By William Howard Russell
Publisher: Cambridge University Press
Print Publication Year:2010
Online Publication Date:January 2012
Original Publication Year:1860
Subjects: South Asian history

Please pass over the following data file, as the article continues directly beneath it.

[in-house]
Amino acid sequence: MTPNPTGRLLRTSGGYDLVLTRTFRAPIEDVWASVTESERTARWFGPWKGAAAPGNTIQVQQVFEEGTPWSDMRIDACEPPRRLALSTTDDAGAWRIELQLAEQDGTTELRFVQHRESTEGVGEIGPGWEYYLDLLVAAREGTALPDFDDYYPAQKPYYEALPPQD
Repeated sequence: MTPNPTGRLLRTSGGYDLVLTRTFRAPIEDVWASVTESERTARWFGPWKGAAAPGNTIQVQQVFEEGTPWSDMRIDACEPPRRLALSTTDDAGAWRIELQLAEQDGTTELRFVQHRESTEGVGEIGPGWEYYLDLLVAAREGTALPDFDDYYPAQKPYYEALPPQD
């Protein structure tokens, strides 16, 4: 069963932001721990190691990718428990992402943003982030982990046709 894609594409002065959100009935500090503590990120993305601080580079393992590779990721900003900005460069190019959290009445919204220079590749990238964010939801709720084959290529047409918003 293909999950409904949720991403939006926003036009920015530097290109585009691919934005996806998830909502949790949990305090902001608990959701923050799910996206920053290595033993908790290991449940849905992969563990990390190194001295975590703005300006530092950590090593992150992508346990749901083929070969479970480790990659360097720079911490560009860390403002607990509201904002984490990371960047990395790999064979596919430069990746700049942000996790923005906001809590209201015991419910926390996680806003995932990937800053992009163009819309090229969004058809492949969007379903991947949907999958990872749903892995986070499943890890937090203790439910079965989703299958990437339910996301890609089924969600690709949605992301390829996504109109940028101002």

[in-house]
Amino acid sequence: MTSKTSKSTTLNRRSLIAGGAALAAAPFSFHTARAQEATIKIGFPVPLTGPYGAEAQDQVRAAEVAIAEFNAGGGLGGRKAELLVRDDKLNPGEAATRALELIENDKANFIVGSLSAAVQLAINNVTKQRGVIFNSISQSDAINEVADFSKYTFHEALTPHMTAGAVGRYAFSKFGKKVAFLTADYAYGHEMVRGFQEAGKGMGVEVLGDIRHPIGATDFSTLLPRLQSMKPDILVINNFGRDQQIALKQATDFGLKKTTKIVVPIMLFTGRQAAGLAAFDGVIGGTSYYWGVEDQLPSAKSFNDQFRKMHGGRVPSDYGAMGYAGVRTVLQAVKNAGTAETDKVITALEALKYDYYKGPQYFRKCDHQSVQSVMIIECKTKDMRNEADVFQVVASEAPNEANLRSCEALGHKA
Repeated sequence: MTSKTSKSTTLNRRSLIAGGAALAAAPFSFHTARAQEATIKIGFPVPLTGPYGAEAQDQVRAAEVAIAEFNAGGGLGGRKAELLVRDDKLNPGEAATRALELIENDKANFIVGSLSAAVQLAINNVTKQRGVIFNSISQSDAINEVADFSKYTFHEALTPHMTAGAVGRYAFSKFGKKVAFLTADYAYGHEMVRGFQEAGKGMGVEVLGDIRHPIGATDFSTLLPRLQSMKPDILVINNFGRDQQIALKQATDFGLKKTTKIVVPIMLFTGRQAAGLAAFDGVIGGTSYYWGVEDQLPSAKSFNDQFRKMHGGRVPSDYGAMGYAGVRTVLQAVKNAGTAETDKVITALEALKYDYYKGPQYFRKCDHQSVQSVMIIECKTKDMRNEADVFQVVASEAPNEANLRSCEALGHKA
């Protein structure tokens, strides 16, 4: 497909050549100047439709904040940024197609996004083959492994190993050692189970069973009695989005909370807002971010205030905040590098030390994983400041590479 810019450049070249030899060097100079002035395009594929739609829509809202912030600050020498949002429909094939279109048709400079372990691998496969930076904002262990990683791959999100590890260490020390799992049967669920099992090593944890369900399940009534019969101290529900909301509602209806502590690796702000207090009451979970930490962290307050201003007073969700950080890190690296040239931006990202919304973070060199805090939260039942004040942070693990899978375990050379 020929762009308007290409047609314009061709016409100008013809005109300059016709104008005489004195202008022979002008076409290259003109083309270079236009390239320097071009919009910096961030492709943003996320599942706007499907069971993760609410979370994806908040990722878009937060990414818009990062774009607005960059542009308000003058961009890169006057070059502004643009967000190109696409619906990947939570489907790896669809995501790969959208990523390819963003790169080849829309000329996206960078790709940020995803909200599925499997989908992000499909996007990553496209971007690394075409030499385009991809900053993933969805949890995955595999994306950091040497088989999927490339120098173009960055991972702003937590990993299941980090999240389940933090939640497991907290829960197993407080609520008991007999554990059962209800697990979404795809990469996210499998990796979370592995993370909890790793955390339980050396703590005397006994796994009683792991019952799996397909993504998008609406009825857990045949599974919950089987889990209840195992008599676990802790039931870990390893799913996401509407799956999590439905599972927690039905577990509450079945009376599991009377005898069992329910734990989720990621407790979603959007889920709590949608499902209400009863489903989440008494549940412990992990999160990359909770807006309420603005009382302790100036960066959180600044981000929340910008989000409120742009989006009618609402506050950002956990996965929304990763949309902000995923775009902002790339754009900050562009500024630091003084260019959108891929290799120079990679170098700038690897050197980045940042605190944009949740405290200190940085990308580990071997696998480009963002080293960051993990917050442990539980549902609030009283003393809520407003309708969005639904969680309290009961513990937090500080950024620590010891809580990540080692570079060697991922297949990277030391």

William Howard Russell was sent to India by The Times to report on the conflict of 1857–1859 known as the Indian Mutiny. His previous work was in the Crimean War and his exposés of conditions there led to the sending of Florence Nightingale and her nurses, improvements to supplies and conditions, and to the demand for military and administrative reform. It was largely because of his contributions that war correspondence emerged as a branch of journalism. In his Indian diary, Russell criticises British snobbery as well as treatment of the Indians, and advocates leniency and conciliation. Volume 1 covers his journey to India and first impressions. It also contains some fascinating examples of first-hand coverage of the conflict and the reprisals following Lucknow and Cawnpore. Russell was horrified by such events, and concludes that only law reforms and non-military rule can ensure the prosperity of the Empire.
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